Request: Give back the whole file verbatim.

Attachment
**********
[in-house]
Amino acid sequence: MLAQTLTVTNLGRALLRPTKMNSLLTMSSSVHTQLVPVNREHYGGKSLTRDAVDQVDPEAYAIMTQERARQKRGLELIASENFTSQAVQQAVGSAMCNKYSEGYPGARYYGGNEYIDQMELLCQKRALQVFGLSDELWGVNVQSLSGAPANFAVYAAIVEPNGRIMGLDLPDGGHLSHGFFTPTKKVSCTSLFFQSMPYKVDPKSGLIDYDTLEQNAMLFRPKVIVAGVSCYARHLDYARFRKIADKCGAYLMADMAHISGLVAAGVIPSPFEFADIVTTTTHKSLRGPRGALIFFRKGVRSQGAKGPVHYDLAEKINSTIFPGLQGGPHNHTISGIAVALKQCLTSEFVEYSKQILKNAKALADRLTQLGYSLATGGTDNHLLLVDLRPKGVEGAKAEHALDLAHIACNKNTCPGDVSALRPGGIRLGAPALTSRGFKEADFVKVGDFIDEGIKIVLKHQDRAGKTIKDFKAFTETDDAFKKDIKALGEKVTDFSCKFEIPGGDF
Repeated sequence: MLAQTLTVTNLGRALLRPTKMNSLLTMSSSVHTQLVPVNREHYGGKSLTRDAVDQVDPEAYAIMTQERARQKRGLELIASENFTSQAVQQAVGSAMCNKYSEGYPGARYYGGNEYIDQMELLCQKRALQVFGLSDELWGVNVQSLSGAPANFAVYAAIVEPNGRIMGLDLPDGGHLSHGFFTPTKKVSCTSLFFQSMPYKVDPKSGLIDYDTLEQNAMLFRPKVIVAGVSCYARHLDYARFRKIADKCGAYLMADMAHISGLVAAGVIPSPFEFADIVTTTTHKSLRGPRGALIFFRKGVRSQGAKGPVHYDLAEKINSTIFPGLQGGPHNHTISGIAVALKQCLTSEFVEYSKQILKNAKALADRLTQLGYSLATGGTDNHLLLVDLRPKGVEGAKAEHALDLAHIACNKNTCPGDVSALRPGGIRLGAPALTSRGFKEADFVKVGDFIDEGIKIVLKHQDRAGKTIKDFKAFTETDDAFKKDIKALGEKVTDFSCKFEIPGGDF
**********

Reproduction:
[in-house]
Amino acid sequence: MLAQTLTVTNLGRALLRPTKMNSLLTMSSSVHTQLVPVNREHYGGKSLTRDAVDQVDPEAYAIMTQERARQKRGLELIASENFTSQAVQQAVGSAMCNKYSEGYPGARYYGGNEYIDQMELLCQKRALQVFGLSDELWGVNVQSLSGAPANFAVYAAIVEPNGRIMGLDLPDGGHLSHGFFTPTKKVSCTSLFFQSMPYKVDPKSGLIDYDTLEQNAMLFRPKVIVAGVSCYARHLDYARFRKIADKCGAYLMADMAHISGLVAAGVIPSPFEFADIVTTTTHKSLRGPRGALIFFRKGVRSQGAKGPVHYDLAEKINSTIFPGLQGGPHNHTISGIAVALKQCLTSEFVEYSKQILKNAKALADRLTQLGYSLATGGTDNHLLLVDLRPKGVEGAKAEHALDLAHIACNKNTCPGDVSALRPGGIRLGAPALTSRGFKEADFVKVGDFIDEGIKIVLKHQDRAGKTIKDFKAFTETDDAFKKDIKALGEKVTDFSCKFEIPGGDF
Repeated sequence: MLAQTLTVTNLGRALLRPTKMNSLLTMSSSVHTQLVPVNREHYGGKSLTRDAVDQVDPEAYAIMTQERARQKRGLELIASENFTSQAVQQAVGSAMCNKYSEGYPGARYYGGNEYIDQMELLCQKRALQVFGLSDELWGVNVQSLSGAPANFAVYAAIVEPNGRIMGLDLPDGGHLSHGFFTPTKKVSCTSLFFQSMPYKVDPKSGLIDYDTLEQNAMLFRPKVIVAGVSCYARHLDYARFRKIADKCGAYLMADMAHISGLVAAGVIPSPFEFADIVTTTTHKSLRGPRGALIFFRKGVRSQGAKGPVHYDLAEKINSTIFPGLQGGPHNHTISGIAVALKQCLTSEFVEYSKQILKNAKALADRLTQLGYSLATGGTDNHLLLVDLRPKGVEGAKAEHALDLAHIACNKNTCPGDVSALRPGGIRLGAPALTSRGFKEADFVKVGDFIDEGIKIVLKHQDRAGKTIKDFKAFTETDDAFKKDIKALGEKVTDFSCKFEIPGGDF